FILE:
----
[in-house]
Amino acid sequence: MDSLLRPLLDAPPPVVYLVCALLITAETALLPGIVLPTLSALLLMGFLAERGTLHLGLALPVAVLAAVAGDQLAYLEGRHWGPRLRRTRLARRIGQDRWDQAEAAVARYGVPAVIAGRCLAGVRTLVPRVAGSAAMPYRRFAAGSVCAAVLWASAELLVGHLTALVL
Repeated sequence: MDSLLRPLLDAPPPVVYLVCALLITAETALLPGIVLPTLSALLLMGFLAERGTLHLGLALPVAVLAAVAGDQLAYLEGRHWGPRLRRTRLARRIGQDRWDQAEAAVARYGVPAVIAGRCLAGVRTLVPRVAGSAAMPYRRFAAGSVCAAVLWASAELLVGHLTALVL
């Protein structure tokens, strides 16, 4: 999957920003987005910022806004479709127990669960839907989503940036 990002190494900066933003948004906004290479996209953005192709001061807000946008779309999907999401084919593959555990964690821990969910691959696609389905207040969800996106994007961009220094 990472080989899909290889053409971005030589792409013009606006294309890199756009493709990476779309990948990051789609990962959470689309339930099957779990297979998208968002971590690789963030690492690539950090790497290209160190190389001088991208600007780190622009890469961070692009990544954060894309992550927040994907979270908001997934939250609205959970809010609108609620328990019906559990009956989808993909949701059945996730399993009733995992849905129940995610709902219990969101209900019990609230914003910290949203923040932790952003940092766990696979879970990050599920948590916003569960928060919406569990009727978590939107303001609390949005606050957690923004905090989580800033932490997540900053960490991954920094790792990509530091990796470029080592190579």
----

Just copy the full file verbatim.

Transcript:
[in-house]
Amino acid sequence: MDSLLRPLLDAPPPVVYLVCALLITAETALLPGIVLPTLSALLLMGFLAERGTLHLGLALPVAVLAAVAGDQLAYLEGRHWGPRLRRTRLARRIGQDRWDQAEAAVARYGVPAVIAGRCLAGVRTLVPRVAGSAAMPYRRFAAGSVCAAVLWASAELLVGHLTALVL
Repeated sequence: MDSLLRPLLDAPPPVVYLVCALLITAETALLPGIVLPTLSALLLMGFLAERGTLHLGLALPVAVLAAVAGDQLAYLEGRHWGPRLRRTRLARRIGQDRWDQAEAAVARYGVPAVIAGRCLAGVRTLVPRVAGSAAMPYRRFAAGSVCAAVLWASAELLVGHLTALVL
């Protein structure tokens, strides 16, 4: 999957920003987005910022806004479709127990669960839907989503940036 990002190494900066933003948004906004290479996209953005192709001061807000946008779309999907999401084919593959555990964690821990969910691959696609389905207040969800996106994007961009220094 990472080989899909290889053409971005030589792409013009606006294309890199756009493709990476779309990948990051789609990962959470689309339930099957779990297979998208968002971590690789963030690492690539950090790497290209160190190389001088991208600007780190622009890469961070692009990544954060894309992550927040994907979270908001997934939250609205959970809010609108609620328990019906559990009956989808993909949701059945996730399993009733995992849905129940995610709902219990969101209900019990609230914003910290949203923040932790952003940092766990696979879970990050599920948590916003569960928060919406569990009727978590939107303001609390949005606050957690923004905090989580800033932490997540900053960490991954920094790792990509530091990796470029080592190579």